Rather than repeat the sprawling and uncoordinated development patterns of the past, researchers at Princeton's School of Engineering and Applied Science and School of Architecture are exploring new ways to build urban infrastructures to serve our growing population, changing civilization and warming planet.
Three projects with the potential for broad impacts in science and technology have been selected to receive support from the Eric and Wendy Schmidt Transformative Technology Fund. Two of these projects include faculty from Princeton Engineering.
The need to balance energy demands, economic growth, climate change mitigation and access to affordable and clean water animated discussions at this year’s annual retreat for Princeton E-ffiliates Partnership, the corporate affiliates program administered by Princeton University's Andlinger Center for Energy and the Environment.
A delegation of Princeton faculty members — including Dean of Engineering Emily A. Carter and Lynn Loo, director of the Andlinger Center for Energy and the Environment — took part in and led discussions on major global issues at the annual meeting of the World Economic Forum that concluded Friday, Jan. 20, in Davos, Switzerland.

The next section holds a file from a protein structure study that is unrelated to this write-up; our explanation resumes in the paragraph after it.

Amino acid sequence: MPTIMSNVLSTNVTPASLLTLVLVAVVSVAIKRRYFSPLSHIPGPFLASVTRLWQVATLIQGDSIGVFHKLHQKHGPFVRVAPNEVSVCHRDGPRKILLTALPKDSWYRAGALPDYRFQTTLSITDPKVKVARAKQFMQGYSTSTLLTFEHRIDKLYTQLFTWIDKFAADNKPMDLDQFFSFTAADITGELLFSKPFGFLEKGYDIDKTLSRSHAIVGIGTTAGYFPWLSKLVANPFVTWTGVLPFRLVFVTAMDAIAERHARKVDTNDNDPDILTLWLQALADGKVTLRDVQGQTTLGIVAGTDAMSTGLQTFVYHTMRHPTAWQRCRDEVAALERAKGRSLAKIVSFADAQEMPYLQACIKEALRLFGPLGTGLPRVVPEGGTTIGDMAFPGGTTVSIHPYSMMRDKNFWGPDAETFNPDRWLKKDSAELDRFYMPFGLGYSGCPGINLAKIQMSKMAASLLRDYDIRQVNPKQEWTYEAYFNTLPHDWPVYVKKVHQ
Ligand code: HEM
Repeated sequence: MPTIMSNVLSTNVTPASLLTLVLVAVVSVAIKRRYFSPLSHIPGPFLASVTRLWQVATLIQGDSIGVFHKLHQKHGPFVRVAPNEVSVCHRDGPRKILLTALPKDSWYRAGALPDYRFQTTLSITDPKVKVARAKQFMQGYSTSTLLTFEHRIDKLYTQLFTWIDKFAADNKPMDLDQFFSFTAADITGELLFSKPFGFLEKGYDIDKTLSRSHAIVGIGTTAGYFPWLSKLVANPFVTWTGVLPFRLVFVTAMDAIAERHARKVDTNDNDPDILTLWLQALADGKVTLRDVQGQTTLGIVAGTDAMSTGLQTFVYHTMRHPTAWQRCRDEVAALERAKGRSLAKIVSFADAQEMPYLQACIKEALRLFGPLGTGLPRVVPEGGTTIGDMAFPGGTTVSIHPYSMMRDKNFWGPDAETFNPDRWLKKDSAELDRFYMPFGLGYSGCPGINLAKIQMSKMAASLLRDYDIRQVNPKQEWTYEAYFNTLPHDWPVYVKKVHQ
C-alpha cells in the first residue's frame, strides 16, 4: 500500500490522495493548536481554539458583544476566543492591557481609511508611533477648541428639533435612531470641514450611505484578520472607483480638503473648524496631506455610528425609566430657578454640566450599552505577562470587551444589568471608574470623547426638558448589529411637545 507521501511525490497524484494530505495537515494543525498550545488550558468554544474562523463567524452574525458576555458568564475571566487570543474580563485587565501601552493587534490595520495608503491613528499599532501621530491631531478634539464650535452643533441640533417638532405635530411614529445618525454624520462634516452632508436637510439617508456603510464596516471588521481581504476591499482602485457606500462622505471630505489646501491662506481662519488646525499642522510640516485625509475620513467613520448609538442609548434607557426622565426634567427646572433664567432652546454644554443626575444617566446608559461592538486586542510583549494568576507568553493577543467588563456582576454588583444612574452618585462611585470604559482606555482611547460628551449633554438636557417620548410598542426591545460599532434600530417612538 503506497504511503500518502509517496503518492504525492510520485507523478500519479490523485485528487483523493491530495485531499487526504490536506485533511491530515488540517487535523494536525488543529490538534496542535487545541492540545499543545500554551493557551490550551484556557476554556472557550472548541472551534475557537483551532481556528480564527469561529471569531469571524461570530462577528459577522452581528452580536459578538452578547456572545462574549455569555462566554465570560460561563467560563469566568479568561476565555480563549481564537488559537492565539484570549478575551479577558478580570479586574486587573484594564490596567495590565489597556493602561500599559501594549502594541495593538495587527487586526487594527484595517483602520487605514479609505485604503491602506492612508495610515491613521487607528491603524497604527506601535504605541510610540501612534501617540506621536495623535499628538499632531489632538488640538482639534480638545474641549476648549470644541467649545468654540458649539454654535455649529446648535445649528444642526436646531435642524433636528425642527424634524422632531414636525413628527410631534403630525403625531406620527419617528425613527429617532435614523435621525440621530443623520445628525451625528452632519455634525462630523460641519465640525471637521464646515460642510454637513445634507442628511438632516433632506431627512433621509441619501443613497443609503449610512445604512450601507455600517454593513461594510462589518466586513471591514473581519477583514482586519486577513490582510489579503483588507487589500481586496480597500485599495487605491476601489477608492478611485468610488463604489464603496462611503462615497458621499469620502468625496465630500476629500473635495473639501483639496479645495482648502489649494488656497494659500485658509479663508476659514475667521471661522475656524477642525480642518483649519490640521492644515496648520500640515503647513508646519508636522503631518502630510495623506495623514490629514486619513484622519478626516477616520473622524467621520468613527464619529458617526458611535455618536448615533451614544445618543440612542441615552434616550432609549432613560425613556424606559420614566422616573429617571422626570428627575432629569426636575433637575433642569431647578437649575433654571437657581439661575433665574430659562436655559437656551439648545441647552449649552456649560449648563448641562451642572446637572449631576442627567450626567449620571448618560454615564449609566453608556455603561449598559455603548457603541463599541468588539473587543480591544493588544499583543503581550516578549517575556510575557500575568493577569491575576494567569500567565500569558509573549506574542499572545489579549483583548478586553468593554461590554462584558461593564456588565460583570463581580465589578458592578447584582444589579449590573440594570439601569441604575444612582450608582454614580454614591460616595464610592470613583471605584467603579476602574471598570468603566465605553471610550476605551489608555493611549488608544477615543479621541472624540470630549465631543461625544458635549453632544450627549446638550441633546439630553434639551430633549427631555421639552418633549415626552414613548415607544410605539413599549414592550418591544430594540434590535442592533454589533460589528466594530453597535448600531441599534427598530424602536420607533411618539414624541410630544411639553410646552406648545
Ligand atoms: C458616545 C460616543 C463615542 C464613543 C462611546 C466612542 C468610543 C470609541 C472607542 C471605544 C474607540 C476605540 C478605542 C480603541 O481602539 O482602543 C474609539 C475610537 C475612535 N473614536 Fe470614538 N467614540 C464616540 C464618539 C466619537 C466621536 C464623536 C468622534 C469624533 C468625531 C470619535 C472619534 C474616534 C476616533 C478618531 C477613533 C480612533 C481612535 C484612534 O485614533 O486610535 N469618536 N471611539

Energy and environmental experts at a recent Princeton University gathering grappled with fundamental questions about how to build a stronger infrastructure and proposed solutions for providing and using energy and water more efficiently.
Recent upgrades in imaging and fabrication facilities for atomic-scale research have made these labs among the best in the world and perhaps unique in their "one-stop-shop" combination of analysis and fabrication.
Elke Ursula Weber has received a joint appoint as professor in the Andlinger Center for Energy and the Environment, the Department of Psychology, and the Woodrow Wilson School of Public and International Affairs. Working at the intersection of psychology and economics, Weber is an expert on behavioral models of judgment and decision making under risk and uncertainty.